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blubbershield: the advantages of navigating the world as a hefty lass

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I’m a hefty lass, which has some unexpected advantages. Granted, there are some sizable (hehe) negatives as well – very serious ones. We’re all familiar with the various problems that a larger dress size brings. What I never would have thought, as a young and slim 20-year-old, is that being bigger would make me a good deal happier about venturing outside.

Any woman reading this will recognise the wariness that being alone in public brings, from taking sizeable detours around groups of young men to flinching when someone hollers to a friend nearby. It’s ingrained. In many cases it’s saddled alongside the general uncertainty of late teen/new adulthood, where despite whatever attempts you make at being Adult, you still look like a teetering baby giraffe and not a sleek mature gazelle. Sadly, there are dudes out there who can smell that uncertainty a mile away. She’s unlikely to cause a fuss, unlikely to turn around and scream back at him, unlikely to call the police, and therefore, easy pickings.

I’m not talking about people intent on attacking young women, though they’d fall somewhere in this category as well. This is the construction workers whistling at teenagers in school uniforms, the young guy continually badgering a girl on the train to take out her headphones and have a conversation with him and doesn’t understand why she ‘has to be so rude.’ It’s the shifty characters who zone in on young women and corner them before asking for money, or (ah, flashbacks) just telling her she’s gorgeous for no apparent reason, thereby completely rattling her. As bewildering as these interactions are to the viewer (what exactly is being gained from this?), they are common enough that a teenaged me avoided going into the city completely. And no, I wasn’t a raging beauty; I was just young and little.

Fast forward five years and 35 kilos, and while I retain the general awareness of my surroundings that women learn along with how to do up a bra, I am far more comfortable with the general public. I don’t get hollered at by drunk dudes in a pub – sunglasses and a scowl keep away vagrants – and I don’t get a sudden burst of panic when someone knocks at the front door. And why? I’m fat. In the eyes of the general male population, I am no longer a sexual object.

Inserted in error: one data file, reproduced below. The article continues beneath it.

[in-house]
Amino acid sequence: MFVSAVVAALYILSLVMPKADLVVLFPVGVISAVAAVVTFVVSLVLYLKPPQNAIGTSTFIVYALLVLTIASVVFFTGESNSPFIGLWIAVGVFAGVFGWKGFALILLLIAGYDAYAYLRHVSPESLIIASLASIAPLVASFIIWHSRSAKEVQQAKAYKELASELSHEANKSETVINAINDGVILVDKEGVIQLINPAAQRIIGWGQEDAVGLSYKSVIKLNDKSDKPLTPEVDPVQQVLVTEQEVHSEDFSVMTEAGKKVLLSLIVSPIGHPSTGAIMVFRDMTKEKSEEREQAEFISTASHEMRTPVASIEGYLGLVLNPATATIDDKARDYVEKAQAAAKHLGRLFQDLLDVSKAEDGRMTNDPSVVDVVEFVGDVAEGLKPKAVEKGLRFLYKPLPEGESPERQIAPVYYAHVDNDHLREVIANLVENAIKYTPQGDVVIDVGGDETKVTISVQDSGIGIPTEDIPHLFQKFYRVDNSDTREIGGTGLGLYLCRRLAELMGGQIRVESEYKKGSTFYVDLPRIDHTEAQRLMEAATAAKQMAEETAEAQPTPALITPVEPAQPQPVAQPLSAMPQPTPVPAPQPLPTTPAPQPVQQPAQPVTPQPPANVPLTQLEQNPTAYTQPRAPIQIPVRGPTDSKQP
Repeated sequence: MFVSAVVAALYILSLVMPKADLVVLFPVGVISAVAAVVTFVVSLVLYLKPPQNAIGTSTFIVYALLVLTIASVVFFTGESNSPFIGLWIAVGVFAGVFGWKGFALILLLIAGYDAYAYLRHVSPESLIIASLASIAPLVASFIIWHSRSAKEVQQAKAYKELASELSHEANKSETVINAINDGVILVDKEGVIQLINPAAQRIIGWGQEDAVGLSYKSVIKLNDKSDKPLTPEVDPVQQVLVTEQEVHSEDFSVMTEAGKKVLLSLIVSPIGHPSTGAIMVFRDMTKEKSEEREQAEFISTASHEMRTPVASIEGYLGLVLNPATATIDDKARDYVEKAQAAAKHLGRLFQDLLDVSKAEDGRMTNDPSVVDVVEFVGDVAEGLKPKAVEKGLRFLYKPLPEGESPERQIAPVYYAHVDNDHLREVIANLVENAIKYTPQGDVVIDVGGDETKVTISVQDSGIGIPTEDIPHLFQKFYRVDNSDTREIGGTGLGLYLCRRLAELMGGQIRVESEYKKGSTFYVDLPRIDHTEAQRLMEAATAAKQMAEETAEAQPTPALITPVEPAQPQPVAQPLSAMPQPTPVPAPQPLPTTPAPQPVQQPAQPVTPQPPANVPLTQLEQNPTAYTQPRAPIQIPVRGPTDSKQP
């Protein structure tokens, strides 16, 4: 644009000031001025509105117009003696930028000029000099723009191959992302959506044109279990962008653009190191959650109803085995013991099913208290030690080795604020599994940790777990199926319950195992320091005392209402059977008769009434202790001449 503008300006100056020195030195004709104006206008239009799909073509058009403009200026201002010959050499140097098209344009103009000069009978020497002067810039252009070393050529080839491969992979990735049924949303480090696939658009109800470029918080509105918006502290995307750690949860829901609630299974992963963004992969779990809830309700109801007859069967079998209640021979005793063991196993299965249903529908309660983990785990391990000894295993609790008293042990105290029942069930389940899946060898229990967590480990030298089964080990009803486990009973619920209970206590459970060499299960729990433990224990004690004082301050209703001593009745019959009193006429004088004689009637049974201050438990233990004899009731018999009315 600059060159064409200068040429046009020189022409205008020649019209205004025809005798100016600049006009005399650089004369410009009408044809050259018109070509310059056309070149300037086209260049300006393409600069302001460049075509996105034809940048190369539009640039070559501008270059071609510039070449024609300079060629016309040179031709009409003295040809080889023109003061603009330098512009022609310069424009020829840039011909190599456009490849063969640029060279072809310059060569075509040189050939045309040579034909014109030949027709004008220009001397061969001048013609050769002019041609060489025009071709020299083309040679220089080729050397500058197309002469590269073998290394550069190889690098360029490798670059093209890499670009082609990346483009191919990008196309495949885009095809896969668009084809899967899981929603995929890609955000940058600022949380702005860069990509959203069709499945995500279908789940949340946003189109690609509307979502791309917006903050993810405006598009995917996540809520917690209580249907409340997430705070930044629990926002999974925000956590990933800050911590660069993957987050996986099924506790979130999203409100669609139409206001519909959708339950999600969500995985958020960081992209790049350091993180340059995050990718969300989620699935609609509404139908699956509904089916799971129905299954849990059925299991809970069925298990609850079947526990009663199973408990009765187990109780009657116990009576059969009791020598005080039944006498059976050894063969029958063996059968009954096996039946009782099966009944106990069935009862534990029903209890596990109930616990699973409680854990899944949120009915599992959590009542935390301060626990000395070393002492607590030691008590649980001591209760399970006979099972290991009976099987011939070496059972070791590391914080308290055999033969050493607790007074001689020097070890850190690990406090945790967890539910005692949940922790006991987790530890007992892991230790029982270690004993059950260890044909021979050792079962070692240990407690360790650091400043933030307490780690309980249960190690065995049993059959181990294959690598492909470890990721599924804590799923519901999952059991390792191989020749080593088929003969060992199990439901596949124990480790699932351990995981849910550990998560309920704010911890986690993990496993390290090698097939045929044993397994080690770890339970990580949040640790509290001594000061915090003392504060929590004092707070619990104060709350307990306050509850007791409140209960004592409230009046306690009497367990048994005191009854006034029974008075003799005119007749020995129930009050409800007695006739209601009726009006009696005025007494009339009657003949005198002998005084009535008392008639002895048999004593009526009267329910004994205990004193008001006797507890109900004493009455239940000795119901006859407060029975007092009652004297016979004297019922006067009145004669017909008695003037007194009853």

This is both saddening and liberating, depending on what my hormones are doing. I love that I’m invisible to men. Love it. I can chat to a guy idly without feeling like he’s coming on to me, which I never could do as a young’un. Despite my deep desire for male friendship through my teens, it’s still something that sort of eludes me. Probably from that period of life where talking to a guy at all communicated some form of attraction. I can wander past a construction site without a touch of trepidation. I can weave through a crowd in a pub without tensing and hunching inwards.

The saddening aspect is mostly to do with the fact that I have a partner, who I’ve been with a fairly long time. I’m not single, and comfortably so. If I was single, would I be this happy about my blubbershield? I don’t know. I’ve been non-single so long that I don’t think I could guess how single Me would operate. Perhaps it’s the Solitude versus Loneliness thing. In my domestic nest of long-term relationshipping, I imagine that a single Me would be equally content, probably owning more cats and enjoying my solitude. I think it’s more likely that single Me would actually be seized with self loathing regarding the correlation between my weight and my inability to gather male attention. It’s unflattering, but fairly true to myself.